Credit: Netflix


Martin Scorsese revisits Bob Dylan in a mystical new film that refutes every possible classification.

A politician has his platform. Bob Dylan has his stage. While the former could pose lies as sincerity, the latter sings sincere statements through enigmas. As the microphone devours their words and directs them to the nation, which will win America? 

In its most basic description, Martin Scorsese’s documentary Rolling Thunder Revue is a visual exhibition of a series of concerts Bob Dylan did in collaboration with other musicians, poets, artists, and devotees to the musical industry nine years after he had officially stopped touring in 1966. However, there is more than one surprise in the partially truthful documentary hidden between the layers of songs, old footage, and new interviews. Thus, the film poses a challenge to its audience: to dig the Easter eggs out.

Rolling Thunder Revue flickers between truth and fabrication so frequently that you can’t quite grasp which is which. If you want to know what the Rolling Thunder Revue tour that Bob Dylan undertook in 1975-1976 was about, then you might not need to watch Scorsese’s take on it. Early in the documentary, Bob Dylan himself tries to come up with an explanatory view on the East Coast concerts. He fails, and absurdly says: "Nothing". The Rolling Thunder Revue was about nothing. Juggling carefully with the assumptions, I would guess that in the world of Dylan’s mind, the Rolling Thunder Revue tour has lived its time in the past and, therefore, there is no need for it to be brought back into today’s climate. But, oh, are we stubborn to look deep into the bright photograph of the faded past.

The few intended factual errors that I will leave you to discover for yourself, make the films’ claims for authenticity on its own behalf seem almost hypocritical. How could one trust and choose the side of the troubadours when they are wearing masks, both metaphorically on the different stages throughout the tour and literally during performances?

I have already mentioned synonyms and derivatives of the word "truth" several times, and it might appear confusing, as if the film wants to disorient the spectator and make him believe in things that did not happen. One might wonder what Scorsese's intention behind such filmmaking tropes was. Maybe the answer, in Dylan’s enigmatic fashion, is: "No intention."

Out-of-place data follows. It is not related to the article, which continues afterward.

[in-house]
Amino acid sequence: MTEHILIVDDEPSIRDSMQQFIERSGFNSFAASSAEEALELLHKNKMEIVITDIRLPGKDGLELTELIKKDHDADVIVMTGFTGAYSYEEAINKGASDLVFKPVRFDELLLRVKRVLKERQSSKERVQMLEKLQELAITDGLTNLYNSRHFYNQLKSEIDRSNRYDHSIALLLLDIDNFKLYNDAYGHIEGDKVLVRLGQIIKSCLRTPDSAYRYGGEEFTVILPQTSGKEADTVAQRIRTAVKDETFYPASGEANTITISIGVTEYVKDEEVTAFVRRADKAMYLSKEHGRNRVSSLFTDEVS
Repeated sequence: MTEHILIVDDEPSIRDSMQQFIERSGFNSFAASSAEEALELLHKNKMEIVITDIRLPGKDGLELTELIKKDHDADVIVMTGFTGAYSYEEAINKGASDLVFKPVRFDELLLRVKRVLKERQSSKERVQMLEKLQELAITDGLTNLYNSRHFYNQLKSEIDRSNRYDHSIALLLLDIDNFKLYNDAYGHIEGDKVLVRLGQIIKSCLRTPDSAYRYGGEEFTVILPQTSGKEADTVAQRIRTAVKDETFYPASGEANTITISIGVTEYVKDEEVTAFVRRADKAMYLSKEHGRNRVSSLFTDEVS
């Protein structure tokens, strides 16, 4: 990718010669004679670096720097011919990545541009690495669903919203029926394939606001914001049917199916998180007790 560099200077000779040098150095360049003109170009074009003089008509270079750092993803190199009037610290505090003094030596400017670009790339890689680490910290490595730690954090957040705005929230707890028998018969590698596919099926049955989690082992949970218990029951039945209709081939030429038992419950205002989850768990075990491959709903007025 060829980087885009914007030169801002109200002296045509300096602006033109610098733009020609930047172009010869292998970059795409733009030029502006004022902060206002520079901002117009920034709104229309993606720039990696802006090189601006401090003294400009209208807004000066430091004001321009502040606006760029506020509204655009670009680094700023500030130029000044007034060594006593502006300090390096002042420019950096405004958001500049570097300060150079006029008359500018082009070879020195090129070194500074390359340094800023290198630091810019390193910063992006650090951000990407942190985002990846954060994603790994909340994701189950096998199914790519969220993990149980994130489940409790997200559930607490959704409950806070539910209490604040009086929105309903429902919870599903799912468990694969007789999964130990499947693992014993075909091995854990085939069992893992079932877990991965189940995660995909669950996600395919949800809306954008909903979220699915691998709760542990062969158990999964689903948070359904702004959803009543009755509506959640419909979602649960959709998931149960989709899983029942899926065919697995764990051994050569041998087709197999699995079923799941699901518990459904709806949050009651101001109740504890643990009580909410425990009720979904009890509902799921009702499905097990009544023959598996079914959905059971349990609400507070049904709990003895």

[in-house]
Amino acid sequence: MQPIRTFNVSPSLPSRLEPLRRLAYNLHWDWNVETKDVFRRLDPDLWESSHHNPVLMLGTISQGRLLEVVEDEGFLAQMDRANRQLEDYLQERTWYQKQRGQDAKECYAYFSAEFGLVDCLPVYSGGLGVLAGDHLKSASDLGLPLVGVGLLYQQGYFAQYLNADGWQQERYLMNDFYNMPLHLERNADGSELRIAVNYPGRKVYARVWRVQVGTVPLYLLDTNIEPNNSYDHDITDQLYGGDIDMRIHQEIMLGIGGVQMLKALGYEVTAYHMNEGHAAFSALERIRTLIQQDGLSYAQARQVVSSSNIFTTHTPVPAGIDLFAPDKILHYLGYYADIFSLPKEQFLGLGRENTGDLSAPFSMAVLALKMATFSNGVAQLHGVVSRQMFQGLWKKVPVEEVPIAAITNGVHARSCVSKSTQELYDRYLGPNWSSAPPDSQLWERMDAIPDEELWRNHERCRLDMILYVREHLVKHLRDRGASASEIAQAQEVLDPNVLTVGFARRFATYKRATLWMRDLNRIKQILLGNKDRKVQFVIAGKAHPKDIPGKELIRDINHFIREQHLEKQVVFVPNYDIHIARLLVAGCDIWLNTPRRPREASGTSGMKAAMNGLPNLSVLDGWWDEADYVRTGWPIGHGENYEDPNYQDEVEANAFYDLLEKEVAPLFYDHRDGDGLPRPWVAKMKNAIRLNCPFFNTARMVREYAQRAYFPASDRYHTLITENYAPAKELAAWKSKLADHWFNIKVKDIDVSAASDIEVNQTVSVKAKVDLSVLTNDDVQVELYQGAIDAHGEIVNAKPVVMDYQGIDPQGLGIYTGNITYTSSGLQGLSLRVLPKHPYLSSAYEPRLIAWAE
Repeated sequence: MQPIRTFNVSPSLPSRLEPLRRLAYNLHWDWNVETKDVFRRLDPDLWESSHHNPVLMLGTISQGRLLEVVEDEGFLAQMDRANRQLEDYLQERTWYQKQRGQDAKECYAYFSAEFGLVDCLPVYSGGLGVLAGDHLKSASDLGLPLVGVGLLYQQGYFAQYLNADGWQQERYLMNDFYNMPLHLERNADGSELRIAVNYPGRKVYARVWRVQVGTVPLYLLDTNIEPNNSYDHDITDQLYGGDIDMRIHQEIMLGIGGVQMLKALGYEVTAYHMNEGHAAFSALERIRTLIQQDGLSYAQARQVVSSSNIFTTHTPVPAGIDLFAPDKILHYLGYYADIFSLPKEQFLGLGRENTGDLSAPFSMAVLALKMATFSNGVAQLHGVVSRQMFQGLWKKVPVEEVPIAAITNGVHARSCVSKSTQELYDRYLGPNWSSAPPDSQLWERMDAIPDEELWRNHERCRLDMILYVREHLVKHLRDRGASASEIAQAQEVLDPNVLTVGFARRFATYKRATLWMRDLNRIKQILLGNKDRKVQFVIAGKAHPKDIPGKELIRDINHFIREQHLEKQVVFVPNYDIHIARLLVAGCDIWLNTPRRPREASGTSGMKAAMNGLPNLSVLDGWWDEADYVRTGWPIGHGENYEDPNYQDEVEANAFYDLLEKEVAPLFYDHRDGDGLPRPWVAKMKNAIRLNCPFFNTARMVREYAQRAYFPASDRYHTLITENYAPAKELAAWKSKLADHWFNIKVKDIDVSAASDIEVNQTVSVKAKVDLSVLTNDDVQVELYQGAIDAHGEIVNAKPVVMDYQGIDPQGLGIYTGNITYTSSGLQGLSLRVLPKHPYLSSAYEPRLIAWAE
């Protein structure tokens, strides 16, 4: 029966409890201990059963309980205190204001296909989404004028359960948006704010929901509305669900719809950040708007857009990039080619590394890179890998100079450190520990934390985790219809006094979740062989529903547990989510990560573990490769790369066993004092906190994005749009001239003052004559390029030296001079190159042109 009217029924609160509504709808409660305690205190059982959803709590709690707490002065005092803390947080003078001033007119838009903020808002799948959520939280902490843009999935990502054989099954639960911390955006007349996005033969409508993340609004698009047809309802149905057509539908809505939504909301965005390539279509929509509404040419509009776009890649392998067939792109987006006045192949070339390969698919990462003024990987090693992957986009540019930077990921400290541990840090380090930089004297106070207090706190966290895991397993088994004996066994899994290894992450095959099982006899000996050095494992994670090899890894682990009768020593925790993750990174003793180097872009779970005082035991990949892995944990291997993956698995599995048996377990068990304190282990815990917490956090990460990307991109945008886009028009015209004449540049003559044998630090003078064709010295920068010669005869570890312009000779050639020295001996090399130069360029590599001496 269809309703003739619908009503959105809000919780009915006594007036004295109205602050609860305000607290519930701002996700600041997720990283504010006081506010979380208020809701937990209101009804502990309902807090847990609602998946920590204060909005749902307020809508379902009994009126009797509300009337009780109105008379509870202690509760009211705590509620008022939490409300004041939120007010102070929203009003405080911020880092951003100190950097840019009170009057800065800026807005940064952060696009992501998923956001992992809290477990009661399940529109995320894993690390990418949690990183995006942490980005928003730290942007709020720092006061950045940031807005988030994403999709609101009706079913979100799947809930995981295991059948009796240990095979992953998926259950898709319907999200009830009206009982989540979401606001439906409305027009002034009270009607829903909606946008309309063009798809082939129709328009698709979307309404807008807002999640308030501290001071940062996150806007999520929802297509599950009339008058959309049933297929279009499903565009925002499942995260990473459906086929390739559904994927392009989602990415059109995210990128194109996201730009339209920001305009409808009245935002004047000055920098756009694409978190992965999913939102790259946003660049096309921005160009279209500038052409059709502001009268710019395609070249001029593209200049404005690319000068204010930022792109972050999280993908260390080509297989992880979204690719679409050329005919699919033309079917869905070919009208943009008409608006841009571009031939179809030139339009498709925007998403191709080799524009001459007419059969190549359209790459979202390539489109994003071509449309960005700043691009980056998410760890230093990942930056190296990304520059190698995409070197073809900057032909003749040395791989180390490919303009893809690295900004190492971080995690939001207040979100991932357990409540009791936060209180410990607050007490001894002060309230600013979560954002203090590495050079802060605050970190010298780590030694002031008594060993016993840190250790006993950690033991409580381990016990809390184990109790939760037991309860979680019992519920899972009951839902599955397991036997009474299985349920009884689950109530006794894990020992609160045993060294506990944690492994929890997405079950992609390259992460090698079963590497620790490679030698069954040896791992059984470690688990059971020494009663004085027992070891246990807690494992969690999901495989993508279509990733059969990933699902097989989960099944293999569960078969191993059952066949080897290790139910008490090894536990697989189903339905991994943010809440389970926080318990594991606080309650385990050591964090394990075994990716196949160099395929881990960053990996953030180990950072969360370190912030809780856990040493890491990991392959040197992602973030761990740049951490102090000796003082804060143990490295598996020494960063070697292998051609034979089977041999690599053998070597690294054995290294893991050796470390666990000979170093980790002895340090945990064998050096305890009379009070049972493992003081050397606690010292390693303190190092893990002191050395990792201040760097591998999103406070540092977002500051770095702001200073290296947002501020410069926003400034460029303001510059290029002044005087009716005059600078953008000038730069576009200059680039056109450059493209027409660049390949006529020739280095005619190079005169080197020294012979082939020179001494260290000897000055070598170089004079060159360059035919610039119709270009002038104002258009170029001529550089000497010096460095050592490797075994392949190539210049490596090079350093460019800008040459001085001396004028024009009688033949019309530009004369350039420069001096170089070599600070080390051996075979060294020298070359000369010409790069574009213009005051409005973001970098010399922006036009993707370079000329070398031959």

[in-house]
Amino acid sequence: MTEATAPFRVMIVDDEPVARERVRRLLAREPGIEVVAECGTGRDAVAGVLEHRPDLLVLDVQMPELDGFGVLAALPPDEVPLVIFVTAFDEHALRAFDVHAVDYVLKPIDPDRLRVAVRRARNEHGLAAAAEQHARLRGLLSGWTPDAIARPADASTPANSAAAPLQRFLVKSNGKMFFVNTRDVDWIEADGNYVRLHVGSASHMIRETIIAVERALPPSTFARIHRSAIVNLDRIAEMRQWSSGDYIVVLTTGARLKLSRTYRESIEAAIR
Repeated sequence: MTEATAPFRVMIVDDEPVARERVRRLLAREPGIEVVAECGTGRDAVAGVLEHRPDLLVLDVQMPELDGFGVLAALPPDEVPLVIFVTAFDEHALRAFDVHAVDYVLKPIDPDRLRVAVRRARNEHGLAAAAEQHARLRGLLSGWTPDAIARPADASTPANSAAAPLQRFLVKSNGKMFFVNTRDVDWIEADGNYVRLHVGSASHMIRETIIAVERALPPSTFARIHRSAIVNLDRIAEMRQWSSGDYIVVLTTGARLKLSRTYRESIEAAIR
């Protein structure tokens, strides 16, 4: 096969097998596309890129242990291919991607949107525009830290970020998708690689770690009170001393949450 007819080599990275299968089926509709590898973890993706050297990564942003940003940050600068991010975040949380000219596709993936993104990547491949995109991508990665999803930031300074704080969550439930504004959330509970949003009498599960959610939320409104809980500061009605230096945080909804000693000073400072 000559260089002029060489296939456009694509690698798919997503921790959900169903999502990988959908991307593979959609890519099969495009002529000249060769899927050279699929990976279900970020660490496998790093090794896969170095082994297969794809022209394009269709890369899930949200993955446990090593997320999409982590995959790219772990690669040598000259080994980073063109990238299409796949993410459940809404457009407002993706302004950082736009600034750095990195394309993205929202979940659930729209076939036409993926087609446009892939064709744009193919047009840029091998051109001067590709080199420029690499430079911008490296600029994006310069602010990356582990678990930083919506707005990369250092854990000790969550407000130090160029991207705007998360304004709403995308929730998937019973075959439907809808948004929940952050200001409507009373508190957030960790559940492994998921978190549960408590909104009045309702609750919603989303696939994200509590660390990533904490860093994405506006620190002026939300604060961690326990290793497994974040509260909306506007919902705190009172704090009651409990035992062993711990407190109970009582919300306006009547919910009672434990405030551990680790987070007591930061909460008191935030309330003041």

Yet, the two hours and 22 minutes do not feel like a betrayal. What the director conveys is the energy of the community that the gigs generated for both musicians and listeners. As Bob suggests, in such rewarding relationships with art, you don't find yourself – you create yourself. The film focuses not only on the journey of the Nobel Prize-winner, but instead portrays the experience of each participant in the tour, an egalitarian approach which makes it so fascinating. Through interviews, the story reminds us that personal meditation and development of the individual consciousness are the golden tickets to a stable community – a lesson we may have forgotten today in our persistent hunt for permanent collective values. 

Thus we learn how the people on stage wearing their masks, performing and openly lying, paradoxically tell the absolute capital truth about what the nation needs. Scorsese has chosen a captivating and impactful technique of editing; he consistently places footage of Nixon in opposition to the members of the Rolling Thunder Revue. The first scene reminisces on the celebration of the United States Bicentennial and introduces the question: "Do you feel patriotic?” amidst images of post-Vietnam War America. Then, the film drags the phrase throughout its entire duration until the word “patriotic” loses its fixed shape. 

The first time we see Bob Dylan, he looks like a kid that has rummaged through his great aunt's closet more than he does like an American patriot – white paint on his face, mismatching clothes, and a hat from which dead flowers hang like the Gardens of Babylon. But then, what does it mean to be an American patriot?  Is it dressing up like Uncle Sam and placing your hand over your heart when you hear the national anthem? Or is it going against everything that the American politics represented in the 1970s with a chest full of youthful, rebellious spirit? Without even a drop of American blood in my veins, I could tell that what is patriotic is this monumental figure of folk wisdom, collecting dead flowers in his hat, singing about singing. With no American flag in sight. 

Rolling Thunder Revue sets the mind of the viewer to high expectations because two seemingly different geniuses (Scorsese and Dylan) come together to tell a story. A lyrical narrative about the pilgrims looking to find "the kingdom of the nation". What they deliver to the viewer, regardless of cultural background or historical moment, is a sense of togetherness and redemption.

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